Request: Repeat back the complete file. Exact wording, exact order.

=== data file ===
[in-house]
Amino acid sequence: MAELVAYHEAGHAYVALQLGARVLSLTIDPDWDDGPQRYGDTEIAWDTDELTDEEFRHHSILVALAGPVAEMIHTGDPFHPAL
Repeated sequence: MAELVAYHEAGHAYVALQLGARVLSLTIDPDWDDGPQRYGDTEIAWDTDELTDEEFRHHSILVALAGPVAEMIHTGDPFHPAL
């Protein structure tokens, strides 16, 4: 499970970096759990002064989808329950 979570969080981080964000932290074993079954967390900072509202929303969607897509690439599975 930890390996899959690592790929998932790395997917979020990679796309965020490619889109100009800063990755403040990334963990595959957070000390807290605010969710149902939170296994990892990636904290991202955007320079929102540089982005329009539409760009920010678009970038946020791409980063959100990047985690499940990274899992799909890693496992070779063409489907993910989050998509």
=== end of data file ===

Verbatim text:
[in-house]
Amino acid sequence: MAELVAYHEAGHAYVALQLGARVLSLTIDPDWDDGPQRYGDTEIAWDTDELTDEEFRHHSILVALAGPVAEMIHTGDPFHPAL
Repeated sequence: MAELVAYHEAGHAYVALQLGARVLSLTIDPDWDDGPQRYGDTEIAWDTDELTDEEFRHHSILVALAGPVAEMIHTGDPFHPAL
């Protein structure tokens, strides 16, 4: 499970970096759990002064989808329950 979570969080981080964000932290074993079954967390900072509202929303969607897509690439599975 930890390996899959690592790929998932790395997917979020990679796309965020490619889109100009800063990755403040990334963990595959957070000390807290605010969710149902939170296994990892990636904290991202955007320079929102540089982005329009539409760009920010678009970038946020791409980063959100990047985690499940990274899992799909890693496992070779063409489907993910989050998509």